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RIP ANIMAL / Joseph Laurinaitis


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1 hour ago, LEGIT said:

That's how I remember them, genuine Superstars, stand-outs even for their time. When I think about the initial UK buzz with wrestling, first I'd think Bulldog, then maybe LOD. They were that memorable.

There's a belief in pro-wrestling that your stars should never look like they've just walked in off the street. Give the fans something unique, something they'll never see in their day to day lives. Legion of Doom fitted that description perfectly.

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RIP brother

Everyone’s already said it but LOD were an absolute powerhouse in the stardom stakes. It’s incredible how big a deal they were considering their first and famous run was barely two years on TV. Yes, t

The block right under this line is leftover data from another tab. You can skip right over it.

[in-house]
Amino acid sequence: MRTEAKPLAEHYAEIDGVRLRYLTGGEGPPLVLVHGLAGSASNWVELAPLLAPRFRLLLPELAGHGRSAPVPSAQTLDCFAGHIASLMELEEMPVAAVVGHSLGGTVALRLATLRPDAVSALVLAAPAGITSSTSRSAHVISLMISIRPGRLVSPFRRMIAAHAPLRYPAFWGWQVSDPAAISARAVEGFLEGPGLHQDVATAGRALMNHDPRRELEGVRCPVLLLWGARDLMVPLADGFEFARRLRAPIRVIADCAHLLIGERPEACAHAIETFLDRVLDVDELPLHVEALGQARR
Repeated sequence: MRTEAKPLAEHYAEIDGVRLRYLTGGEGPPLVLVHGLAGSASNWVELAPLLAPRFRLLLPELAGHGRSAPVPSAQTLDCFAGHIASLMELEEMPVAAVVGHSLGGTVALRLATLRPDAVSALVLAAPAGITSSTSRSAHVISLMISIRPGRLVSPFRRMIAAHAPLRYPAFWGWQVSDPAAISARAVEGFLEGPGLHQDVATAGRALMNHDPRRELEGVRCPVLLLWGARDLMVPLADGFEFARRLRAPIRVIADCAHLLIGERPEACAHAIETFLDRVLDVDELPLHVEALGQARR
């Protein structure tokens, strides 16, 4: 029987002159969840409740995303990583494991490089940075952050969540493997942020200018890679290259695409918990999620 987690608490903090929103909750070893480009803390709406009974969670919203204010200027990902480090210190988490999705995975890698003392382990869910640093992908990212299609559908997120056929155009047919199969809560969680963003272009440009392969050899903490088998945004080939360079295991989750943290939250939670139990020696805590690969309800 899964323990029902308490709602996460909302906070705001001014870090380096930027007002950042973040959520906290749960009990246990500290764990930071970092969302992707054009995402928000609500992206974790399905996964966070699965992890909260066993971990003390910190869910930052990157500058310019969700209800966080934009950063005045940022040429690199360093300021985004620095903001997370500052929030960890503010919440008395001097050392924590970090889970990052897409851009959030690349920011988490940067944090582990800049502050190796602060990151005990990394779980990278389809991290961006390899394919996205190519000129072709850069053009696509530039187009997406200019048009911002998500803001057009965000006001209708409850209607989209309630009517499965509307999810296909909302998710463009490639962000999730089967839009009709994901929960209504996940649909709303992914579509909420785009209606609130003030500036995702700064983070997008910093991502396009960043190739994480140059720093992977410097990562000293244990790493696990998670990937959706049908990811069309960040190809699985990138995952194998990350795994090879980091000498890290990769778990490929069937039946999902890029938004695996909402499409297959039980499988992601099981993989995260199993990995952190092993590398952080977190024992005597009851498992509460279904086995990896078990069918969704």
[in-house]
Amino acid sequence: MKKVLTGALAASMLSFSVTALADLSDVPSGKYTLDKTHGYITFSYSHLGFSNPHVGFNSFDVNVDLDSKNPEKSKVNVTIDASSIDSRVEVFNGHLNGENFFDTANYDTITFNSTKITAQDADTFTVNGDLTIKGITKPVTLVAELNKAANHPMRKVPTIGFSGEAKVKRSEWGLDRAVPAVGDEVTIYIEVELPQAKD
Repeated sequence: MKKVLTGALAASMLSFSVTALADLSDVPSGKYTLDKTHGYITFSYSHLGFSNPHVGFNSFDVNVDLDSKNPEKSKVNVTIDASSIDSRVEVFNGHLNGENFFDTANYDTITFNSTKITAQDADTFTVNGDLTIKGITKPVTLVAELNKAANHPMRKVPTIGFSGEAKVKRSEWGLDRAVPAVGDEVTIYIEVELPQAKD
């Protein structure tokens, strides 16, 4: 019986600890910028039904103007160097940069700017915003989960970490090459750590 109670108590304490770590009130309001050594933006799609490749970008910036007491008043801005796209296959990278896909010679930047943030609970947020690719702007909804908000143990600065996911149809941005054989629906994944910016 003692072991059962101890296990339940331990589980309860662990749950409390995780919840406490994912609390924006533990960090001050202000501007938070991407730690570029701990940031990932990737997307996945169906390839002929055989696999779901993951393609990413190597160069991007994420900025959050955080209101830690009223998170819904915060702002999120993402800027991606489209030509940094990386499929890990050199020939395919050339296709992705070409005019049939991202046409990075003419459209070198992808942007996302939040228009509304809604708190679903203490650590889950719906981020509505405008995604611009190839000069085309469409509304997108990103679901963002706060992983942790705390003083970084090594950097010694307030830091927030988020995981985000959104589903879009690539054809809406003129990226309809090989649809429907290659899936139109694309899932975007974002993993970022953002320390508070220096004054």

So, Hogan Knows Best after all. 

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Gutting news, the Road Warriors/Legion of Doom have always been one of my favourite tag teams because they had everything from the look with the hair styles, the paint (prefer most of their NWA/WCW looks though) and the spiked shoulder pads to the promos to being an all round bad ass team. The entrance at Summerslam 92 with the bikes is so so iconic but even before that it was the entrance to 'Iron Man' that began what became known as the 'Road Warrior pop'. The fact that the majority of tributes I've seen today have come from predominantly tag team wrestlers like Bully Ray, Kazarian, Santana etc speaks volumes as to LOD's legacy

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2 hours ago, bAzTNM#1 said:

Seems mental that most of my childhood faves are gone now. Sad news. RIP.

That's what upsets me the most.

These were the guys that were my superheroes and my idols as a kid. While everyone else was into football or comics, wrestling was always at the top of the list for me. Watching it. Reading about it. Playing with the toys. It's why it's so ingrained in my life to this day, despite the quality dipping in certain areas. There will always be that deep emotional connection for me.

I've had the chance over the years to meet some of my favourite wrestlers and I consider that a real privilege. You don't get to meet your heroes too often after all.